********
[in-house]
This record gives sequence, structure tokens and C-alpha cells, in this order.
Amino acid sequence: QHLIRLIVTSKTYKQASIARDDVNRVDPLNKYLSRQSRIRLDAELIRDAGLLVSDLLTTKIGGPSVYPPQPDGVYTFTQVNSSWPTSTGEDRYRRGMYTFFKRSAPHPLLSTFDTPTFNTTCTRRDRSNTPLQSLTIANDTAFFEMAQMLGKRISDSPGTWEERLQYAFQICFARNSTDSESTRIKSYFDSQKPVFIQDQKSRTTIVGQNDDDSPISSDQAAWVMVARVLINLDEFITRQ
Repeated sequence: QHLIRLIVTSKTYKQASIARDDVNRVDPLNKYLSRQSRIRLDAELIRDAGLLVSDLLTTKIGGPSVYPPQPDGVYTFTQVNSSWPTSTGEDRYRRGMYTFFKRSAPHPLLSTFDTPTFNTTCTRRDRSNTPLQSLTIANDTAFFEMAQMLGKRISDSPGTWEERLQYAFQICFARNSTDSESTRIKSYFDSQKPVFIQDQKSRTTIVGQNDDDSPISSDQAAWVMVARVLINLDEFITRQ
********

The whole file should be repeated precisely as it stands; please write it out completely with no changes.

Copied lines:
[in-house]
This record gives sequence, structure tokens and C-alpha cells, in this order.
Amino acid sequence: QHLIRLIVTSKTYKQASIARDDVNRVDPLNKYLSRQSRIRLDAELIRDAGLLVSDLLTTKIGGPSVYPPQPDGVYTFTQVNSSWPTSTGEDRYRRGMYTFFKRSAPHPLLSTFDTPTFNTTCTRRDRSNTPLQSLTIANDTAFFEMAQMLGKRISDSPGTWEERLQYAFQICFARNSTDSESTRIKSYFDSQKPVFIQDQKSRTTIVGQNDDDSPISSDQAAWVMVARVLINLDEFITRQ
Repeated sequence: QHLIRLIVTSKTYKQASIARDDVNRVDPLNKYLSRQSRIRLDAELIRDAGLLVSDLLTTKIGGPSVYPPQPDGVYTFTQVNSSWPTSTGEDRYRRGMYTFFKRSAPHPLLSTFDTPTFNTTCTRRDRSNTPLQSLTIANDTAFFEMAQMLGKRISDSPGTWEERLQYAFQICFARNSTDSESTRIKSYFDSQKPVFIQDQKSRTTIVGQNDDDSPISSDQAAWVMVARVLINLDEFITRQ